Review – Gendering European Integration Theory. Engaging new Dialogues.

Gendering European Integration Theory. Engaging new Dialogues.
By Gabriele Abels und Heather MacRae (eds.).
Opladen, Berlin and Toronto: Barbara Budrich Publishers. 2016.

Numerous textbooks and articles are dealing with EU integration theories – why one more? The answer provided by editors Gabriele Abels and Heather MacRae is equally simple as convincing: the need for a “(…) potentially fruitful debate between (…) EU studies and integration theory-building, which is to date, by and large, gender blind and (…) gender analysis of the EU which is so far negligent of integration theory-building” (p. 28).

The standard textbooks for EU politics often introduce classic approaches like neo-functionalism, intergovernmentalism or multi-level governance but seldom include any notion of gender perspectives or feminist theory. One of the rare exceptions, the edited volume(s) by Wiener and Diez (2007; 2009), dedicated one chapter to gender perspectives on EU integration but this section remained somehow detached from other theories in the same volume(s). Those traditional integration theories lacking gender perspectives also miss opportunities to fully grasp EU integration has been illustrated by Kronsell (2005; 2016). Gender studies or feminist research, on the other hand, often did not explicitly make use of EU integration theories. For instance, the Oxford Handbook of Politics and Gender (Waylen et al. 2013), covers a vast literature on political theories and concepts, but the literature on EU integration is distributed across different chapters.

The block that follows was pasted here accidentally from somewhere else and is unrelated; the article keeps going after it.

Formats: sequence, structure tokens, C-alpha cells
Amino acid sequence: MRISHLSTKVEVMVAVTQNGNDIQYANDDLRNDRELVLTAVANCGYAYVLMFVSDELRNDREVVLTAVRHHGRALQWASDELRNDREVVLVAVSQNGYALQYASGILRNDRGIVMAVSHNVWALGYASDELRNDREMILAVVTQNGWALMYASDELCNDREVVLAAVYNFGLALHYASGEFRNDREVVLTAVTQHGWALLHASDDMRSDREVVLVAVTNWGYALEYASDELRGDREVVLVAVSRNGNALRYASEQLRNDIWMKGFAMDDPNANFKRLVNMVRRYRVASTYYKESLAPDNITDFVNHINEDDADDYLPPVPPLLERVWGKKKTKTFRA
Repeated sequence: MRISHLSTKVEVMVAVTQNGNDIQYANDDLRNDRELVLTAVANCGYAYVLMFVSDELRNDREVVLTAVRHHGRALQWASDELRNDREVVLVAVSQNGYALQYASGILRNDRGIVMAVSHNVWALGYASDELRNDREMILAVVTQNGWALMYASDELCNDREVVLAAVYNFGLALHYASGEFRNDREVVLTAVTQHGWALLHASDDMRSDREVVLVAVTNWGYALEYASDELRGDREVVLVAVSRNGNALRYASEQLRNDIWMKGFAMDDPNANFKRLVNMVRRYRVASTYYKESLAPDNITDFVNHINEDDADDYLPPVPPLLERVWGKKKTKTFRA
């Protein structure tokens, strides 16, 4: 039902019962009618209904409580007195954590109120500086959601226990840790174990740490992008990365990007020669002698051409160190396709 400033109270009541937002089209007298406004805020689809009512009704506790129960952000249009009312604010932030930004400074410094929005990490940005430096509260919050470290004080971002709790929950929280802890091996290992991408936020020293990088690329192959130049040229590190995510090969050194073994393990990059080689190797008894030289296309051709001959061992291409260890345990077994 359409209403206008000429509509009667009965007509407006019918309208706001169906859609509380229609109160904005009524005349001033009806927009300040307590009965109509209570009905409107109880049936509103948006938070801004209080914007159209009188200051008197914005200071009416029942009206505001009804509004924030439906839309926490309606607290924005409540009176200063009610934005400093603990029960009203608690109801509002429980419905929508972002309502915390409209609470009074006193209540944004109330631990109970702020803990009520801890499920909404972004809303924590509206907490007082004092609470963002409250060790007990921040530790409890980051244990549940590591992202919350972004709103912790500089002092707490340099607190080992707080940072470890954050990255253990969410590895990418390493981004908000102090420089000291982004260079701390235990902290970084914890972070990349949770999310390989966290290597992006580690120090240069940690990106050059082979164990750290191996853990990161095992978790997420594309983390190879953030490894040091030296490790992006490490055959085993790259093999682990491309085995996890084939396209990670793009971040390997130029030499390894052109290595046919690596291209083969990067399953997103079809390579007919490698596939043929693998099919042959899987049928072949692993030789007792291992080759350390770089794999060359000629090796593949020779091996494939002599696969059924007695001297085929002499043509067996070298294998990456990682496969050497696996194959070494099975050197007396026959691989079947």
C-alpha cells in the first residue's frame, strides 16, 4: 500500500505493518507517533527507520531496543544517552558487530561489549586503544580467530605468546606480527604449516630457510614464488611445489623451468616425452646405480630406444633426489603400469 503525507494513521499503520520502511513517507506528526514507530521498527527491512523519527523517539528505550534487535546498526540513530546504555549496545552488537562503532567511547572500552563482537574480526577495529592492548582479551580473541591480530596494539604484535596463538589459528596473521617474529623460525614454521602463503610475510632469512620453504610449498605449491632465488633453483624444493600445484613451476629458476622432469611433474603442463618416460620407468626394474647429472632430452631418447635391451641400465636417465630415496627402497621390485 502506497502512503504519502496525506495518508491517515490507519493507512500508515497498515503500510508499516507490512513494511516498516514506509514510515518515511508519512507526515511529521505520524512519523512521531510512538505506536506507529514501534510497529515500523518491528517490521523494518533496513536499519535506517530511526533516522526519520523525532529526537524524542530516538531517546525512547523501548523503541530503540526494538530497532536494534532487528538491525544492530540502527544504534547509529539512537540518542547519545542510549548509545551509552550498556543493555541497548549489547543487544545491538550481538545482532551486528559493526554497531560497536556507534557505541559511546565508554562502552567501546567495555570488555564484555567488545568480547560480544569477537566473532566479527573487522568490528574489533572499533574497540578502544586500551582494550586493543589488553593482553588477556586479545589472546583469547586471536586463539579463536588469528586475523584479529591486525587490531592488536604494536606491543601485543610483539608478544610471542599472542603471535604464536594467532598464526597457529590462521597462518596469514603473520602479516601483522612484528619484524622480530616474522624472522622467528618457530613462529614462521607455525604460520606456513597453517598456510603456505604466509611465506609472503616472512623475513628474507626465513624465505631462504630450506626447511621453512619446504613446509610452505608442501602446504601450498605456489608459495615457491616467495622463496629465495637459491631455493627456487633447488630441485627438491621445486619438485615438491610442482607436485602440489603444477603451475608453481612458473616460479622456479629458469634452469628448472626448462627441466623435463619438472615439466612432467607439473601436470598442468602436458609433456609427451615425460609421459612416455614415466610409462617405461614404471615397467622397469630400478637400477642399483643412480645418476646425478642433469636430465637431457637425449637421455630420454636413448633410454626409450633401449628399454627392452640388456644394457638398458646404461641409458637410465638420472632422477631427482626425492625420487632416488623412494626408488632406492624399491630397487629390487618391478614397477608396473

In sum, the thirst for a comprehensive book thoroughly integrating EU integration theories and gender studies can now be satisfied by the edited volume Gendering European Integration Theory. Engaging new Dialogues. So, no more excuses – neither to neglect gender perspectives in EU integration theories nor to neglect EU integration theories in research on gender and the EU. Consistently, the editors Gabriele Abels and Heather MacRae follow their primary objective of initiating a comprehensive overview how gender perspectives can help refine EU integration theories.